The vending machine industry is like an old kitchen rag: dirty, fragmented, and clinging to the past. Atlanta-based Gimme Vending is bringing these relics into to the 21st Century with their innovative technology that allows owners to understand what’s happening on the backend. Originally focused solely on the hardware (check out our previous coverage here), Gimme has evolved into a full software system. With their rapid growth and focus on a ripe market, it’s no surprise that the Gimme team recently won the TAG Business Launch Competition (three cheers guys). We figured it was time to catch up with our favorite hardware-enabled vending machine B2B software supply chain technology founder from GA Tech, Cory Hewett.
“We’re gaining traction and know what our trajectory needs to look like. We got our second customer, Atlanta-based Eagle Vending, right after the TAG event where we won $50k in cash. For us, there’s a lot of opportunity to deploy that money. We hired a full time employee and we’re now up to 5 employees. We need to get more hardware ready for customer number 2, so the money was great for that; it sped up that process for us. It’s great being able to focus even faster on our technology,” says Hewett. “Evan and I come from the engineering field and are obviously really excited about the thing we’ve built. We’re like, ‘This thing we built plugs into machines and it’s awesome!’ But, we realized that nobody else really cared so much because we hadn’t yet made a system that worked. For us, it’s not so much that we’re building different technology, but it’s more the software that allows machine owners to do so many different things.”
“We are a customer of Gimme Vending and are moving forward with a evaluation of their system to determine the efficiencies and time savings over our current procedures to make our route drivers more productive.”
–Jimmy Bryan, Owner of Eagle Vending
The Opportunity for Gimme
“When looking at the vending machines owners, Coca Cola, Aramark, and Sodexo own about 10% of the vending machines in America. Everyone knows them; they’re huge. But, they’re not the majority,” he explains. “At the base of the pyramid, half of the entire vending machines out there are owned by individuals, like mom and pops, which is where I got started in high school. The remaining third is our target market/sweet spot. These are folks who own 500-10,000 vending machines. For these guys, one of the biggest concerns is not understanding what’s happening in general. Typically, they don’t know where their cash is or their product is. As it’s a cash business, there’s theft that occurs and there’s so much falling through the cracks because they can’t keep track of it all. Gimme allows the machines to talk to each other and talk to their owners so they can keep track of products and cash.”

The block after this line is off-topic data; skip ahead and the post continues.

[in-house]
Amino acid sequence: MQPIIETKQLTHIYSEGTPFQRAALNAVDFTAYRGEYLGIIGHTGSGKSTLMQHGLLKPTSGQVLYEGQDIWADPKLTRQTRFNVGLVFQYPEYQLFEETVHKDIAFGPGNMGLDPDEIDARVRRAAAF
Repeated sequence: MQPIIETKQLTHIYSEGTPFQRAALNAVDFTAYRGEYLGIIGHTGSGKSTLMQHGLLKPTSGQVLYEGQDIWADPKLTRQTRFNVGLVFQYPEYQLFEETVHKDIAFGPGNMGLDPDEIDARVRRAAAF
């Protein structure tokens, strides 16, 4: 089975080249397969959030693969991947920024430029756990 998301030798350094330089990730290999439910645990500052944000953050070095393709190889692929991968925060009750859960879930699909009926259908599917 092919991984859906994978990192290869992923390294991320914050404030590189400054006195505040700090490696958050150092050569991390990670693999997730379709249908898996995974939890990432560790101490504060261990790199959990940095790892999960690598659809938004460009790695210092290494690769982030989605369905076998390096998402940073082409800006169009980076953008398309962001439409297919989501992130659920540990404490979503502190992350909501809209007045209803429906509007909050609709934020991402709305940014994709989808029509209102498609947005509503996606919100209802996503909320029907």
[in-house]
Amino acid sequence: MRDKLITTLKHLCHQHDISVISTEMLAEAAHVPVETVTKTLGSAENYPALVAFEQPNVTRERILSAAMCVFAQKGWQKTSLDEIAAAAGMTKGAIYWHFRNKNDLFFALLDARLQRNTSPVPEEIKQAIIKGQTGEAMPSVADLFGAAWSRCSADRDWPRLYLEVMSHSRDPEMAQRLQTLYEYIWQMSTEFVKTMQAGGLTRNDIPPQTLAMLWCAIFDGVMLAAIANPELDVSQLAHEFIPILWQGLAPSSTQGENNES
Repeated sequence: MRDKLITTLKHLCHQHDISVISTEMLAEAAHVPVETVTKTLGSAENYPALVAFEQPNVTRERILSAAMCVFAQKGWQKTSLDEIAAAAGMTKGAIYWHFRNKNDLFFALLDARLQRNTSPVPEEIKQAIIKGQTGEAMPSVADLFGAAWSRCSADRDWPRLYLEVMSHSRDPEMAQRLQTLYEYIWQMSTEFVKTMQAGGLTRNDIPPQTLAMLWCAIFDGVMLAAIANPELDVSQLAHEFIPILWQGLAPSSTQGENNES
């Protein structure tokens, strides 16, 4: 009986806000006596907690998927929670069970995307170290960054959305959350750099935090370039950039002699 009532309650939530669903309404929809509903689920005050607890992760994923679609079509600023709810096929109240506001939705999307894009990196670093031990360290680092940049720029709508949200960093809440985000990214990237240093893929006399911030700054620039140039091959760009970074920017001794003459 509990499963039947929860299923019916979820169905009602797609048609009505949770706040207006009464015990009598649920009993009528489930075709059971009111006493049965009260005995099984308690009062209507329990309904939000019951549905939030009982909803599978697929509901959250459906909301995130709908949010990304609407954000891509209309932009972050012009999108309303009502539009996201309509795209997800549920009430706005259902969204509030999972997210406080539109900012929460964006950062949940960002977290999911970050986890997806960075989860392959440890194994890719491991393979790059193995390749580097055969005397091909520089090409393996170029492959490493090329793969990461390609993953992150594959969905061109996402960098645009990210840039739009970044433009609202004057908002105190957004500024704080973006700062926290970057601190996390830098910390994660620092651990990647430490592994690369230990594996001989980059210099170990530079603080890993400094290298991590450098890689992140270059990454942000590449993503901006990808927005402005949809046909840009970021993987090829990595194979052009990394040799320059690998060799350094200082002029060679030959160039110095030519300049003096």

Gimme’s only competitor in the industry is an ancient piece of technology from the Reagan Administration. “For data capture, there’s one device manufactured by Motorola that everybody uses. It’s from the 80’s and it’s terrible,” jokes Hewett. “About half of our target market uses that product and their level of satisfaction is really low. We, on the other hand, plug into the existing software systems as a new mobile data capture device that is always connected, tablet-based, and highly graphical.”
Today’s Old, Wired, & Complicated Handheld: the Motorola Symbol
What Makes Gimme’s Tech-based Solution Unique
Gimme recently acquired an accelerated utility patent filed on its hardware and is also in some licensing talks as well, “which is a great validation that our hardware is a good product,” he says. “But, our software’s always getting better. We’re not just telling vending machine owners, ‘Oh, we can do this one thing or this one thing.’ We’re telling them, ‘We can really give you all of the information about what’s happening in your route.’”
“Our software answers these fundamental questions for vendors: How many machines do you have? Often times, they don’t all know the answer to that question. Where are they? How are they doing? What’s inside of them? When’s the last time somebody visited them? Are your customers happy with what’s inside of them?” states Hewett. “By answering those questions, the strength of our system comes from being able to make suggestions about what you can do with each of those pieces. How do you make sure that your drivers are carrying the right things when they refill them? How do you make sure there are always honey buns in the machine for Bob, who really likes to buy them? Some of those things, for the very first time, will be able to be answered.”
Going forward, Hewett and the Gimme team are looking for funding. “We received a little bit of seed money from Startup Summer and have also raised $150k,” he says. “We just started looking for another seed round.’” He plans on competing in more pitch events this Fall and is also hiring (check out their available positions here).
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